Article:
Or­bimed Ad­vi­sors and Acorn Bioven­tures led the Se­ries B. At­las Ven­ture, an ear­ly backer of Q32 Bio, re­turned along­side Os­age Uni­ver­si­ty Part­ners, At­las Ven­ture, Abing­worth, Sanofi Ven­tures, Uni­ver­si­ty of Col­orado and Chil­dren’s Hos­pi­tal Col­orado Cen­ter for In­no­va­tion.

A new era of treat­ment: How bio­mark­ers are chang­ing the way we think about can­cer

AJ Patel was recovering from a complicated brain surgery when his oncologist burst into the hospital room yelling, “I’ve got some really great news for you!”

For two years, Patel had been going from doctor to doctor trying to diagnose his wheezing, only to be dealt the devastating news that he had stage IV lung cancer and only six months to live. And then they found the brain tumors.

“What are you talking about?” Patel asked. He had never seen an oncologist so happy.

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David Ricks, Eli Lilly CEO (David Paul Morris/Bloomberg via Getty Images)

Eli Lil­ly set to in­vest $2.1B in home state man­u­fac­tur­ing boost

Eli Lilly is looking to expand its footprint in its home Hoosier State by making a major investment in manufacturing.

The pharma is investing $2.1 billion in two new manufacturing sites at Indiana’s LEAP Lebanon Innovation and Research District in Boone County, northwest of Lilly’s headquarters in Indianapolis.

The two new facilities will expand Lilly’s manufacturing network for active ingredients and new therapeutic modalities, including genetic medicines, according to a press release.

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US sees spike in Paxlovid us­age as Mer­ck­'s mol­nupi­ravir and As­traZeneca's Evusheld are slow­er off the shelf

New data from HHS show that more than 162,000 courses of Pfizer’s Covid-19 antiviral Paxlovid were administered across the US over the past week, continuing a streak of increased usage of the pill, and signaling not only rising case numbers but more awareness of how to access it.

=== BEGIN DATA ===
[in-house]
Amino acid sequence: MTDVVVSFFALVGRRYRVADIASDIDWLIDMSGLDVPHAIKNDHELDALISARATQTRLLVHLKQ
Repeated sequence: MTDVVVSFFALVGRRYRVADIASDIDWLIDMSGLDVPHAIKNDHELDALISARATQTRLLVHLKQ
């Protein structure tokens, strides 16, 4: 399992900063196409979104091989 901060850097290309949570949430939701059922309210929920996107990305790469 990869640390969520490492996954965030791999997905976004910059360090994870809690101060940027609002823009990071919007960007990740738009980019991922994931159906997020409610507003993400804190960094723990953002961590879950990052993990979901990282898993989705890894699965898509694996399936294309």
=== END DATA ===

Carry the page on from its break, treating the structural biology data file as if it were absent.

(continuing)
In comparison to this week, about 670,000 courses of the Pfizer pill have been administered across the first five months since Paxlovid has been on the US market, averaging about 33,000 courses administered per week in that time.

Pfiz­er and CD­MOs ramp up Paxlovid man­u­fac­tur­ing with Kala­ma­zoo plant ex­pan­sion lead­ing the way

As the Covid-19 pandemic continues to evolve, pharma companies and manufacturers are exploring how to step up production on antivirals.

Pfizer is planning to expand its Kalamazoo-area facility to increase manufacturing capabilities for the oral Covid-19 antiviral Paxlovid, according to a report from Michigan-based news site MLive. The expansion of the facility, which serves as Pfizer’s largest manufacturing location, is expected to create hundreds of “high-skilled” STEM jobs, MLive reported. No details about the project’s cost and timeline have been released, but according to MLive, Pfizer will announce the details of the expansion at some point in early June.

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FDA spells out the rules and re­stric­tions for states seek­ing to im­port drugs from Cana­da

The FDA is offering more of an explanation of the guardrails around its program that may soon allow states to import prescription drugs in some select circumstances from Canada, but only if such imports will result in significant cost reductions for consumers.